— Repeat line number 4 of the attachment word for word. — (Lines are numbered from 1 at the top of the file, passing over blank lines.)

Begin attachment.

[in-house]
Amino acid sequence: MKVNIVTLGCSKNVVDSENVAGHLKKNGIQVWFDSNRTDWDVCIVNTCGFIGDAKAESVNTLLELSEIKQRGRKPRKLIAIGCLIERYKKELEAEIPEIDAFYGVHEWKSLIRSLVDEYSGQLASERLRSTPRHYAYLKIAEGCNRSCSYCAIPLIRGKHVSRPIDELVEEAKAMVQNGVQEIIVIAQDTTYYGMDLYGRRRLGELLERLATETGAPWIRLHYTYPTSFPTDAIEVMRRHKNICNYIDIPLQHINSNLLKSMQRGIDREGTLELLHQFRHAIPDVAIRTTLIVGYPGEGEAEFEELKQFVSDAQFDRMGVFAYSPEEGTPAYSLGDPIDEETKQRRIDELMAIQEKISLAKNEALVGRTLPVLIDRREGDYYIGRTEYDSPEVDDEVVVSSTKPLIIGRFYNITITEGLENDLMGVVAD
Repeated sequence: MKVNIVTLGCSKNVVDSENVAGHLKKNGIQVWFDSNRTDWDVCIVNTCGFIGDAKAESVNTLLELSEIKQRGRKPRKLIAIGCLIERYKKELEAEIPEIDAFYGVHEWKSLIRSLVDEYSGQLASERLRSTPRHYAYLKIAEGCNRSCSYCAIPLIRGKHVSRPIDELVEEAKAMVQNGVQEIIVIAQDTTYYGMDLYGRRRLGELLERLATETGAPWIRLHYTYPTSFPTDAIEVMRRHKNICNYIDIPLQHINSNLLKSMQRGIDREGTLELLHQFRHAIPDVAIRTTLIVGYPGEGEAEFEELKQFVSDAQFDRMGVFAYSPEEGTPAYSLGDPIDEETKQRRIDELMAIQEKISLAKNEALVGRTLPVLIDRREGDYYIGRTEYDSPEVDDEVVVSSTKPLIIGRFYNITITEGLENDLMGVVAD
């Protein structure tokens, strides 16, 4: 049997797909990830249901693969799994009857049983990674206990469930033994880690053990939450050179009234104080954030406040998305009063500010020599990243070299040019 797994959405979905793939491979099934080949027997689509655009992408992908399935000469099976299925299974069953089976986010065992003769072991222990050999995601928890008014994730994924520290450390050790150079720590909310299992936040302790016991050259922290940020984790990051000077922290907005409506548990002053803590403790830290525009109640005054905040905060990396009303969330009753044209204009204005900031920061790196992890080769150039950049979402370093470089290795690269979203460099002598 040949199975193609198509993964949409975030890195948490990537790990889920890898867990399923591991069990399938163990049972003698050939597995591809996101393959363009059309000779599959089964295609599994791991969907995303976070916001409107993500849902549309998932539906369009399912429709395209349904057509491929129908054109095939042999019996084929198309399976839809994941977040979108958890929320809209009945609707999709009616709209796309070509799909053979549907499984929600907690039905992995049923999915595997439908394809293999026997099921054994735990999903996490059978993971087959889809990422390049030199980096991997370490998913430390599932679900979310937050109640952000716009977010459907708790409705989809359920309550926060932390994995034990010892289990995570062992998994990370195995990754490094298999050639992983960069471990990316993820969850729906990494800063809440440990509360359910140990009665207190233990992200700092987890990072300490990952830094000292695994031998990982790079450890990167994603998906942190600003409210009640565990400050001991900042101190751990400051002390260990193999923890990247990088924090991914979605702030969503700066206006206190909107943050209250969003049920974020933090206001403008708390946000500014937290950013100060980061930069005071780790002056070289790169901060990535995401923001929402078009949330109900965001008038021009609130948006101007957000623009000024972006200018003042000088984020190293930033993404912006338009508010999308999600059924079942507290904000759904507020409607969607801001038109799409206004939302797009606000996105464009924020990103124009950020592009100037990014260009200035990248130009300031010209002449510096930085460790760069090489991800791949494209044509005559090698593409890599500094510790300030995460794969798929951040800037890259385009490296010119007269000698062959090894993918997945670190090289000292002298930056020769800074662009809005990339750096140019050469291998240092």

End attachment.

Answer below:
């Protein structure tokens, strides 16, 4: 049997797909990830249901693969799994009857049983990674206990469930033994880690053990939450050179009234104080954030406040998305009063500010020599990243070299040019 797994959405979905793939491979099934080949027997689509655009992408992908399935000469099976299925299974069953089976986010065992003769072991222990050999995601928890008014994730994924520290450390050790150079720590909310299992936040302790016991050259922290940020984790990051000077922290907005409506548990002053803590403790830290525009109640005054905040905060990396009303969330009753044209204009204005900031920061790196992890080769150039950049979402370093470089290795690269979203460099002598 040949199975193609198509993964949409975030890195948490990537790990889920890898867990399923591991069990399938163990049972003698050939597995591809996101393959363009059309000779599959089964295609599994791991969907995303976070916001409107993500849902549309998932539906369009399912429709395209349904057509491929129908054109095939042999019996084929198309399976839809994941977040979108958890929320809209009945609707999709009616709209796309070509799909053979549907499984929600907690039905992995049923999915595997439908394809293999026997099921054994735990999903996490059978993971087959889809990422390049030199980096991997370490998913430390599932679900979310937050109640952000716009977010459907708790409705989809359920309550926060932390994995034990010892289990995570062992998994990370195995990754490094298999050639992983960069471990990316993820969850729906990494800063809440440990509360359910140990009665207190233990992200700092987890990072300490990952830094000292695994031998990982790079450890990167994603998906942190600003409210009640565990400050001991900042101190751990400051002390260990193999923890990247990088924090991914979605702030969503700066206006206190909107943050209250969003049920974020933090206001403008708390946000500014937290950013100060980061930069005071780790002056070289790169901060990535995401923001929402078009949330109900965001008038021009609130948006101007957000623009000024972006200018003042000088984020190293930033993404912006338009508010999308999600059924079942507290904000759904507020409607969607801001038109799409206004939302797009606000996105464009924020990103124009950020592009100037990014260009200035990248130009300031010209002449510096930085460790760069090489991800791949494209044509005559090698593409890599500094510790300030995460794969798929951040800037890259385009490296010119007269000698062959090894993918997945670190090289000292002298930056020769800074662009809005990339750096140019050469291998240092």